America's Cup: Epic comeback leads to final showdown
The longest America's Cup in history will come to an end on Wednesday in a face-off between Oracle Team USA and Emirates Team New Zealand. They will vie for the oldest trophy in sports.
| SAN FRANCISCO
Oracle Team USA won two more races against Emirates Team New Zealand to even up the America's Cup finals on Tuesday, continuing an epic comeback in a regatta that once looked like a Kiwi cakewalk and will now be decided by a single winner-take-all showdown.
The deciding race in what will be the longest America's Cup in its 162-year history is scheduled for Wednesday.
The stunning recovery for the team backed by Oracle co-founder Larry Ellison continued on every front in perfect sailing conditions Tuesday. The U.S. boat came from behind to win the second race easily and has now has seven straight victories, another Cup milestone.
New Zealand dominated that start for the first time in recent races, but then committed several tactical errors and Oracle stormed to a lead of nearly a minute at the finish.
In the first race the reeling Kiwi team drew a double-penalty as the two boats crossed the starting line, which allowed Oracle to jump to an insurmountable lead.
New Zealand once led the competition 8-1, and numerous Kiwi fans in San Francisco and back home in New Zealand were ready to celebrate victory in a grueling two-year-long Cup campaign. The New Zealand government contributed about $30 million to the effort to bring the Cup back to the sailing-crazed nation.
But boat improvements, superior tactics and sharper sailing by Oracle have turned its fortunes around, evidenced in the second race Tuesday when the team appeared to show more speed on every leg of the race.
"We've been doing a lot of work at night with design engineering technicians," Oracle skipper Jimmy Spithill said after the first race. "The boat is just going faster and faster and the boys are really starting to believe."
New Zealand skipper Dean Barker acknowledged in comments after the races that Oracle was now faster on the upwind legs in heavier winds. New Zealand pioneered the so-called "foiling" in which the big boats lift almost completely out of the water and sail on small horizontal wings attached to their daggerboards and rudders, but Oracle is now doing it more effectively on the critical upwind leg.
"It's the first time we've seen conditions where we were not as good as we needed to be," said Barker.
Spithill had put on a brave face through the early losses, insisting that the event was "far from over" even when his team needed an implausible nine straight wins to keep the oldest trophy in sports. His bravado, backed by consistently shrewd maneuvers at the start, has now been vindicated.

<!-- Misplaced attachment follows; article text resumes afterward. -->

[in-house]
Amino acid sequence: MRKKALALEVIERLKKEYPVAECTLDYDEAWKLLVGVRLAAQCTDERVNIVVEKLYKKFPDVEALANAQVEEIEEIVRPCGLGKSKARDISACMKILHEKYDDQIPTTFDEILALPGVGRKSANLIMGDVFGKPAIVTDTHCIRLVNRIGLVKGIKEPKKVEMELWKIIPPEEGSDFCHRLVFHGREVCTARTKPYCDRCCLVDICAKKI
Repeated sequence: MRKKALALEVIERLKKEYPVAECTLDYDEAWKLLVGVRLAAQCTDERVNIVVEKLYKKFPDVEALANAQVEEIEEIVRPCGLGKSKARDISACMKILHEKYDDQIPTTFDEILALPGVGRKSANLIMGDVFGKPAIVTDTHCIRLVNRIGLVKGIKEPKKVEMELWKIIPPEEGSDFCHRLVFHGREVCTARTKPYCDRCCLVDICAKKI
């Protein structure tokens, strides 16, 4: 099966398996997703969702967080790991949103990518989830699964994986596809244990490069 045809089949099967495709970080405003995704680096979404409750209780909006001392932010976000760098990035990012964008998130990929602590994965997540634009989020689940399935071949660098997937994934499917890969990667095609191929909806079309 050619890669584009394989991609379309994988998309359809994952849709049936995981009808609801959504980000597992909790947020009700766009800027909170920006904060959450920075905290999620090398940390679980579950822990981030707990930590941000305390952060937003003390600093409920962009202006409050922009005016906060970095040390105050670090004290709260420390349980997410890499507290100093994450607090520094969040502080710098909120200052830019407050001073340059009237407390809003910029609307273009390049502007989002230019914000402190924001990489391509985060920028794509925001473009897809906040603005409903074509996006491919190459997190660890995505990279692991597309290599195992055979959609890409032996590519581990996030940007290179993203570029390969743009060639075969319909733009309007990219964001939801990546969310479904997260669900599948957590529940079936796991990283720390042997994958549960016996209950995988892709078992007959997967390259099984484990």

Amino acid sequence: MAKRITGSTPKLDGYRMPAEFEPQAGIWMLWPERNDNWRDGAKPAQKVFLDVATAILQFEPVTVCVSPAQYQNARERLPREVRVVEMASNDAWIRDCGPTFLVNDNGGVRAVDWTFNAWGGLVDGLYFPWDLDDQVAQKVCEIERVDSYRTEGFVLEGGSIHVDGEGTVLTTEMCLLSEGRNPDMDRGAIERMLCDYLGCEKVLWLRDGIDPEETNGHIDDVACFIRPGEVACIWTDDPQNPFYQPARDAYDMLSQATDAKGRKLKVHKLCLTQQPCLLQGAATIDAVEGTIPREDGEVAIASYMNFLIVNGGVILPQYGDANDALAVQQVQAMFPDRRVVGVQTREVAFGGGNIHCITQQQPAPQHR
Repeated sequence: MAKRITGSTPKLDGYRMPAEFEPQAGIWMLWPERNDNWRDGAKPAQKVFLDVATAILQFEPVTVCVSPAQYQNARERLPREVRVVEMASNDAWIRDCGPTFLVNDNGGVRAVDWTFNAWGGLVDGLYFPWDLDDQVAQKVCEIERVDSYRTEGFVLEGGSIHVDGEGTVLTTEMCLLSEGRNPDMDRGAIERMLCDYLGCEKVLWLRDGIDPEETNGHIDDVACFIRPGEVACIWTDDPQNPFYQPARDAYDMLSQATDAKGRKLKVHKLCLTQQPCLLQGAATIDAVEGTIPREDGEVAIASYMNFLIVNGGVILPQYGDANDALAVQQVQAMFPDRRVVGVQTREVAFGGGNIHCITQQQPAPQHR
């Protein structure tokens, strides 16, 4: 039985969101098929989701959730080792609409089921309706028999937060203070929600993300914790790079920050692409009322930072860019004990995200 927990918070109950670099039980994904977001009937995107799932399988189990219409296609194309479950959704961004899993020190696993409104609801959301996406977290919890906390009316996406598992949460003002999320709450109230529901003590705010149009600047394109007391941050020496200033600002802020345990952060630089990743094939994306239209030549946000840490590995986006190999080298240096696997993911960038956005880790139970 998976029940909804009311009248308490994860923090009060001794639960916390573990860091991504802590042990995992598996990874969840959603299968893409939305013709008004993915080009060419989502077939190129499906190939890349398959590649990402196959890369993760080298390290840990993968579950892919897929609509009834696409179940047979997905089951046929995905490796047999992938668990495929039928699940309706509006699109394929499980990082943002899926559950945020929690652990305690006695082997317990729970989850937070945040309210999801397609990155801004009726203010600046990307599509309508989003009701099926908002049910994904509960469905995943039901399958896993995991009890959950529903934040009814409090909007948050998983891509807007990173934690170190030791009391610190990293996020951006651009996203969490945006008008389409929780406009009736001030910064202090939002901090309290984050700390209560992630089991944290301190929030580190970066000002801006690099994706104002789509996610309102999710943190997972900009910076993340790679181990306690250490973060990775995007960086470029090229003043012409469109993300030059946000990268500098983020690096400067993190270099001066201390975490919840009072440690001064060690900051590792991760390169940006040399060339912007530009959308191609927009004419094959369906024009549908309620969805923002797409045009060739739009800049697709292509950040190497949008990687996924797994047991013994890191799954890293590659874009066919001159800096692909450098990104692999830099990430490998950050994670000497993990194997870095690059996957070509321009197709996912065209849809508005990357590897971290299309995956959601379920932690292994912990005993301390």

"There's a huge wave of momentum we've been riding and it just builds and builds and builds," Spithill said after Tuesday's victories.
Barker sailed nearly flawlessly for much the summer as the Kiwis trounced Italian and Swedish challengers for the right to race Oracle. His dominance continued in the early races of the final as the Kiwis showed better speed upwind and much smoother tacking.
But the team has appeared to come apart in the face of the Oracle comeback and a run of bad luck that saw two races in which it was leading called off due to wind conditions.
The start of Tuesday's first race featured classic match-racing drama. New Zealand miscalculated and bumped Oracle, which had the right of way, as it maneuvered to block its rival on the approach to the line.
The two 72-foot catamarans made contact again as they drifted across the line. A second foul was called on the Kiwis, which had stopped dead in the water as Oracle sped off to a large lead around the first mark.
New Zealand used textbook starting tactics in race two to get a solid lead around the first mark. But Oracle gained ground going downwind, and, after New Zealand mistimed a tack as the boats converged on the upwind leg, foiled past the Kiwis to open a big lead.
The regatta was supposed to be over on Saturday, but racing has been postponed several times for too much wind, not enough wind and wind from the wrong direction, dragging the event out into a third week. Rule changes lowered the wind limits after the Swedish team suffered a fatal training accident in May.
A two-race penalty against Oracle for illegal boat modifications in a preliminary regatta has also lengthened the competition. Oracle has actually won 10 races on the water, but only 8 of them count.
New Zealand yachting fans are now left to wonder whether Barker and his team can take a page from Oracle's book and find a way to win with their backs to the wall.
"I'm struggling to keep positive. My faith in the team and Dean is being sorely tested. We're only one (win) away, but my nerves are a bit like our chances, in tatters," said Wellington office worker Will Christie.
Ellison skipped a keynote address at Oracle's massive annual customer conference on Tuesday to be on San Francisco Bay as his team fought its way to the match point tie with the Kiwis.